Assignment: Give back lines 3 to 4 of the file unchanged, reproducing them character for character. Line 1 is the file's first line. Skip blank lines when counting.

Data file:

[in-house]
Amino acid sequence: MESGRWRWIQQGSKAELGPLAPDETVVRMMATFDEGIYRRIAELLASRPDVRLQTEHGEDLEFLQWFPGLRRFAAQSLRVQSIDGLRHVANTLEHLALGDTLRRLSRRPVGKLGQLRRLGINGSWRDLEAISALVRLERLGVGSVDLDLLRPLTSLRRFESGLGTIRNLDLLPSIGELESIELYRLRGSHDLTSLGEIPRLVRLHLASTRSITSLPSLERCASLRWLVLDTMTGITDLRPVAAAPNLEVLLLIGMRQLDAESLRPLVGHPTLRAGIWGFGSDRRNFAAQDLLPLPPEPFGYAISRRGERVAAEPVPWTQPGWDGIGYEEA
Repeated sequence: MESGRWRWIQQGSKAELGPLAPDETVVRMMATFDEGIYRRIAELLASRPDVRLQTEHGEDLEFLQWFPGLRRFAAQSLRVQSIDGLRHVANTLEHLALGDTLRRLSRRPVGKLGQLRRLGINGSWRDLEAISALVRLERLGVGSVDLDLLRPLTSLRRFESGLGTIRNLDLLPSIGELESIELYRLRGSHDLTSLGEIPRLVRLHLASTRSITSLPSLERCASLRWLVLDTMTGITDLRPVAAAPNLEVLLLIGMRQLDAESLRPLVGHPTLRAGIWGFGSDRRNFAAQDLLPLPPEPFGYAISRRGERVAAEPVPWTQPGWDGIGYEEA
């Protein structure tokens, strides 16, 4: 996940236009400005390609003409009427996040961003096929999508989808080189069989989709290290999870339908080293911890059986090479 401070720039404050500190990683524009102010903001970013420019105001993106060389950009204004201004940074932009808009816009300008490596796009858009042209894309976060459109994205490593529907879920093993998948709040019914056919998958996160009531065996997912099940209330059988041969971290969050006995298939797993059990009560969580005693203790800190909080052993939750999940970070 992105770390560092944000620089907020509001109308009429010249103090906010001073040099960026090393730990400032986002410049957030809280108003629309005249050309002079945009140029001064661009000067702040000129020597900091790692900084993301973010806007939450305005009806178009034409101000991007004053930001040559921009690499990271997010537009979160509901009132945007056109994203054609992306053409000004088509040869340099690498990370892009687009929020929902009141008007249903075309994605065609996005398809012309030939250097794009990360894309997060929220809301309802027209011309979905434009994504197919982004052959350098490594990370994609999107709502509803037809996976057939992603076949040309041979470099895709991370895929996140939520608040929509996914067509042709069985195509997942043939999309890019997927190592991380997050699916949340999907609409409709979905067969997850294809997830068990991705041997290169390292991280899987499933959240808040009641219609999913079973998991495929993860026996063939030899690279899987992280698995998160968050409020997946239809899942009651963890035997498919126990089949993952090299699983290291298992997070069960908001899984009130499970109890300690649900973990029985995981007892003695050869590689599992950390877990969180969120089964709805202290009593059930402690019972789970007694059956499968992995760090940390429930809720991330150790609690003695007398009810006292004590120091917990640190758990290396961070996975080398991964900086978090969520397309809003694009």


Repeated sequence: MESGRWRWIQQGSKAELGPLAPDETVVRMMATFDEGIYRRIAELLASRPDVRLQTEHGEDLEFLQWFPGLRRFAAQSLRVQSIDGLRHVANTLEHLALGDTLRRLSRRPVGKLGQLRRLGINGSWRDLEAISALVRLERLGVGSVDLDLLRPLTSLRRFESGLGTIRNLDLLPSIGELESIELYRLRGSHDLTSLGEIPRLVRLHLASTRSITSLPSLERCASLRWLVLDTMTGITDLRPVAAAPNLEVLLLIGMRQLDAESLRPLVGHPTLRAGIWGFGSDRRNFAAQDLLPLPPEPFGYAISRRGERVAAEPVPWTQPGWDGIGYEEA
């Protein structure tokens, strides 16, 4: 996940236009400005390609003409009427996040961003096929999508989808080189069989989709290290999870339908080293911890059986090479 401070720039404050500190990683524009102010903001970013420019105001993106060389950009204004201004940074932009808009816009300008490596796009858009042209894309976060459109994205490593529907879920093993998948709040019914056919998958996160009531065996997912099940209330059988041969971290969050006995298939797993059990009560969580005693203790800190909080052993939750999940970070 992105770390560092944000620089907020509001109308009429010249103090906010001073040099960026090393730990400032986002410049957030809280108003629309005249050309002079945009140029001064661009000067702040000129020597900091790692900084993301973010806007939450305005009806178009034409101000991007004053930001040559921009690499990271997010537009979160509901009132945007056109994203054609992306053409000004088509040869340099690498990370892009687009929020929902009141008007249903075309994605065609996005398809012309030939250097794009990360894309997060929220809301309802027209011309979905434009994504197919982004052959350098490594990370994609999107709502509803037809996976057939992603076949040309041979470099895709991370895929996140939520608040929509996914067509042709069985195509997942043939999309890019997927190592991380997050699916949340999907609409409709979905067969997850294809997830068990991705041997290169390292991280899987499933959240808040009641219609999913079973998991495929993860026996063939030899690279899987992280698995998160968050409020997946239809899942009651963890035997498919126990089949993952090299699983290291298992997070069960908001899984009130499970109890300690649900973990029985995981007892003695050869590689599992950390877990969180969120089964709805202290009593059930402690019972789970007694059956499968992995760090940390429930809720991330150790609690003695007398009810006292004590120091917990640190758990290396961070996975080398991964900086978090969520397309809003694009």